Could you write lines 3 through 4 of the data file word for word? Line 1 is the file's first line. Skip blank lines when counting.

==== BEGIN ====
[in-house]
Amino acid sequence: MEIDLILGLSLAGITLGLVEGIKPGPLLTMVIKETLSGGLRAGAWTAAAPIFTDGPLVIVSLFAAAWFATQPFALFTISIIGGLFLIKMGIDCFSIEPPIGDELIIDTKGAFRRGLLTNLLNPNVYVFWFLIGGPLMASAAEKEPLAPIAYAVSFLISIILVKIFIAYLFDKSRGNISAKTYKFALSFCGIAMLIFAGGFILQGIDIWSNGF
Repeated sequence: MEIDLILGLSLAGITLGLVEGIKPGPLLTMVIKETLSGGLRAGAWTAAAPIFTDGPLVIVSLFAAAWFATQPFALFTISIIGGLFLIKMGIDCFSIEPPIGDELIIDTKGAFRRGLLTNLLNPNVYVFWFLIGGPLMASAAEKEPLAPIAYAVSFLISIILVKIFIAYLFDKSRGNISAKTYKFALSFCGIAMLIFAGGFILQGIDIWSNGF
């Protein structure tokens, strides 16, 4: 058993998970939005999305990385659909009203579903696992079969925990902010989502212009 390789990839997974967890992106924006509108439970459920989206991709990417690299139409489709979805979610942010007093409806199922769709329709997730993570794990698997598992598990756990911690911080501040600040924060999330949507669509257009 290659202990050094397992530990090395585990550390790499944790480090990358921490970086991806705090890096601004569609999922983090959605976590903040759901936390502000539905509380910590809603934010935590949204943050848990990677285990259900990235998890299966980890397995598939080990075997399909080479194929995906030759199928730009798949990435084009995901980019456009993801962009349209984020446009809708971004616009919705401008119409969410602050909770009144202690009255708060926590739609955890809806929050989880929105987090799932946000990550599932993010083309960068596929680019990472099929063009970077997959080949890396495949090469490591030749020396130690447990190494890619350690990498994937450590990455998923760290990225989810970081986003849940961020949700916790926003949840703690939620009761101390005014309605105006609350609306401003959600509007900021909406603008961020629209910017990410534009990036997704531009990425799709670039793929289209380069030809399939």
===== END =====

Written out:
Repeated sequence: MEIDLILGLSLAGITLGLVEGIKPGPLLTMVIKETLSGGLRAGAWTAAAPIFTDGPLVIVSLFAAAWFATQPFALFTISIIGGLFLIKMGIDCFSIEPPIGDELIIDTKGAFRRGLLTNLLNPNVYVFWFLIGGPLMASAAEKEPLAPIAYAVSFLISIILVKIFIAYLFDKSRGNISAKTYKFALSFCGIAMLIFAGGFILQGIDIWSNGF
């Protein structure tokens, strides 16, 4: 058993998970939005999305990385659909009203579903696992079969925990902010989502212009 390789990839997974967890992106924006509108439970459920989206991709990417690299139409489709979805979610942010007093409806199922769709329709997730993570794990698997598992598990756990911690911080501040600040924060999330949507669509257009 290659202990050094397992530990090395585990550390790499944790480090990358921490970086991806705090890096601004569609999922983090959605976590903040759901936390502000539905509380910590809603934010935590949204943050848990990677285990259900990235998890299966980890397995598939080990075997399909080479194929995906030759199928730009798949990435084009995901980019456009993801962009349209984020446009809708971004616009919705401008119409969410602050909770009144202690009255708060926590739609955890809806929050989880929105987090799932946000990550599932993010083309960068596929680019990472099929063009970077997959080949890396495949090469490591030749020396130690447990190494890619350690990498994937450590990455998923760290990225989810970081986003849940961020949700916790926003949840703690939620009761101390005014309605105006609350609306401003959600509007900021909406603008961020629209910017990410534009990036997704531009990425799709670039793929289209380069030809399939």